This paragraph from the KGH report illustrates the tone of the report. Asbestos is cheap and effective and used widely, however it is also deadly. As mentioned above, asbestos and ACM is only cheap to purchase but can have decades long costs that would/should render the cheap purchase a nonsense. That asbestos is effective echoes Trump’s position.
The report also states:
“Due to the differing standards applied to asbestos regulation internationally, it may be inefficient for suppliers that sell to a range of markets, to ensure compliance with the Australia’s strict import prohibition. The Australian prohibition relates to all forms of asbestos, but chrysotile is not internationally recognised as a dangerous form of asbestos. Countries that mine chrysotile maintain that it is safe, and continue to export it to a number of other countries, where it is still widely used in products that supply a range of industries.”
Regardless of what other countries do, Australia’s Department of Health identified the hazard of chrysotile asbestos as early as 1999 and has stated for some time that:
“There may be no safe exposure level for chrysotile, so all exposure should be avoided” and
“If a safer product or process can be substituted for one involving chrysotile, this should be done.”
According to KGH Border Services chrysotile is not internationally recognised as a dangerous form of asbestos. So what? The government that commissioned the KGH report has stated it is dangerous!!??
The KGH report also outlines what is already known and the reason for the existence of the ASEA:
“There is also confusion about policy and regulatory responsibilities across Government in Australia and some ambiguity in the overarching legal framework that establishes Australia’s strict prohibition. The Department of Employment (DoE) has policy responsibility for the legal framework that establishes the border control. The DIBP administers the import and export prohibitions at the border. The Asbestos Safety and Eradication Agency (ASEA) is responsible for administering the import and export permission regime on behalf of the Minister for Employment. The Australian Competition and Consumer Commission (ACCC) and state and territory work, health and safety (WHS) regulators have a role in enforcement of the asbestos prohibition domestically. This cross-over between various Commonwealth and state and territory authorities can confuse the public’s perception of the DIBP’s role in asbestos regulation, and its ability to affect changes to the legal and policy frameworks that establish the prohibition. Clarification of the responsibilities and coordination efforts across Government would reduce this confusion and increase the effectiveness of the Government’s response to asbestos issues.”
If asbestos was not killing Australian workers and their families, it would be funny that overlapping and conflicting responsibilities (a responsibility managed by the Government) “can confuse the public’s perception of the DIBP’s role in asbestos regulation”. The public may not understand the role of the DIBP but it certainly understands the fatal risks associated with asbestos. The calls from the public and the unions for stronger policing of banned substances is less a criticism of the Department of Immigration and Border Protection (DIBP) that it is a criticism of the Government for inaction.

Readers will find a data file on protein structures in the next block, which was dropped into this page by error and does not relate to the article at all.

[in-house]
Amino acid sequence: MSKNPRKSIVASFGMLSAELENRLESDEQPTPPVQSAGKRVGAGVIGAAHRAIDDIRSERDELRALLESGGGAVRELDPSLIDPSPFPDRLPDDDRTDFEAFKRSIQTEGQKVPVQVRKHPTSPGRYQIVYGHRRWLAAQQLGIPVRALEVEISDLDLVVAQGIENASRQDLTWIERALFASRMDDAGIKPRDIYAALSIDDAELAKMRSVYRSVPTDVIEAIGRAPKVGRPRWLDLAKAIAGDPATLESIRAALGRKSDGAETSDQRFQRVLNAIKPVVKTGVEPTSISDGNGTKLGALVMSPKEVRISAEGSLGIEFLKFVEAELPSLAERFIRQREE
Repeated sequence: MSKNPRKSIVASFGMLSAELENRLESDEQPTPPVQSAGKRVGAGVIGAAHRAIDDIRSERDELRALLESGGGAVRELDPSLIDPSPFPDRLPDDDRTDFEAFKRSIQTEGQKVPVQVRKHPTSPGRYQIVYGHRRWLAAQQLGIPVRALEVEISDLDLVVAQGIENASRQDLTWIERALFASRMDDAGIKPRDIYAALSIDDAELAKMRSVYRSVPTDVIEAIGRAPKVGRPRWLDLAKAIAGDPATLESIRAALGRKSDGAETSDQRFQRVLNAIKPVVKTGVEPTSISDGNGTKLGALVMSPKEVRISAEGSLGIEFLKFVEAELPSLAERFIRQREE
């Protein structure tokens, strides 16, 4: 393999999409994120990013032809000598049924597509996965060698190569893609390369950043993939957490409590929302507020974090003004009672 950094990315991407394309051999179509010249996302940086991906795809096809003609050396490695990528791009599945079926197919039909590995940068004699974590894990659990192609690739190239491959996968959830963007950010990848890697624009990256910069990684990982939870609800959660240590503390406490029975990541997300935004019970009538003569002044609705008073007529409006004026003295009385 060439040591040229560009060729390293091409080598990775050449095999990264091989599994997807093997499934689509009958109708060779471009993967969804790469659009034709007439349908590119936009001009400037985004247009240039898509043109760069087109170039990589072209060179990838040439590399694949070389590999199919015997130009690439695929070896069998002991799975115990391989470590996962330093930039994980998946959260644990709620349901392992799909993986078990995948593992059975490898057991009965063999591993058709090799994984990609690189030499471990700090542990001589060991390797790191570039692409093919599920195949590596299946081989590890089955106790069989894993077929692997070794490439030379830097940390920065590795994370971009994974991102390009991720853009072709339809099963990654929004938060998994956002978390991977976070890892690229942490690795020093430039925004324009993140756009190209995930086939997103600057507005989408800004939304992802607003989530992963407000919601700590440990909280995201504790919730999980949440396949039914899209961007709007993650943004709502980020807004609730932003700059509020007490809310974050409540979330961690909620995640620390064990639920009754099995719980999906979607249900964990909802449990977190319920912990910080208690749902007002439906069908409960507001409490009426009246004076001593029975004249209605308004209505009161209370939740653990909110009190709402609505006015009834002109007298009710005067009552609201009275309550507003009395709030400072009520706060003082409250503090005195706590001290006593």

The report also suggests that other levels of Government should be pulling their weight on asbestos management. They should, and they are, but how much easier, cheaper and more productivity their jobs would be if the Federal agencies prevented ACMs entering the country. It just may be possible to eliminate the established asbestos hazards if new asbestos was stopped being imported.
It may also be useful to note that Minister Dutton seems to see the call for controlling asbestos imports as a trade union conspiracy. One could just as well claim that safe asbestos is a Trump conspiracy.
The Australian Government is mismanaging the latest controversies around the importation of asbestos-containing material but to manage it appropriately requires hard questions that this government chooses not face. The deaths associated with asbestos exposures are increasing and are likely to for some decades yet. How many decades, is the choice of this Government. Act now and seriously and fewer people will die, businesses will be more sustainable, health and compensation costs will be less. In fact there may even be more jobs and growth.
Politicians are regularly called on to provide vision. Asbestos seems to be one of those issues where the vision can be readily understood and easily explained. Addressing the issue in a serious way could also be seen as an example of leadership and the basis for a political legacy. And it is not as if asbestos is irreplaceable. Trump may see it as a miracle building material but the combination of new products with safety in design principles should be able to achieve a comparable fire protection level.
Vision and leadership. Where have we heard those words before? Oh yes, EVERYWHERE.
“Employees and their families have access over to over 300 live webinars and exercise classes, monthly health videos, posters, online GP, Dietitian and Exercise Physiologist appointments – from anywhere in the world, just to name a few of the inclusions. All of this for little more than the cost of a cup of coffee.”
It is the last line that requires a bit more consideration as no program only costs just what marketers claim.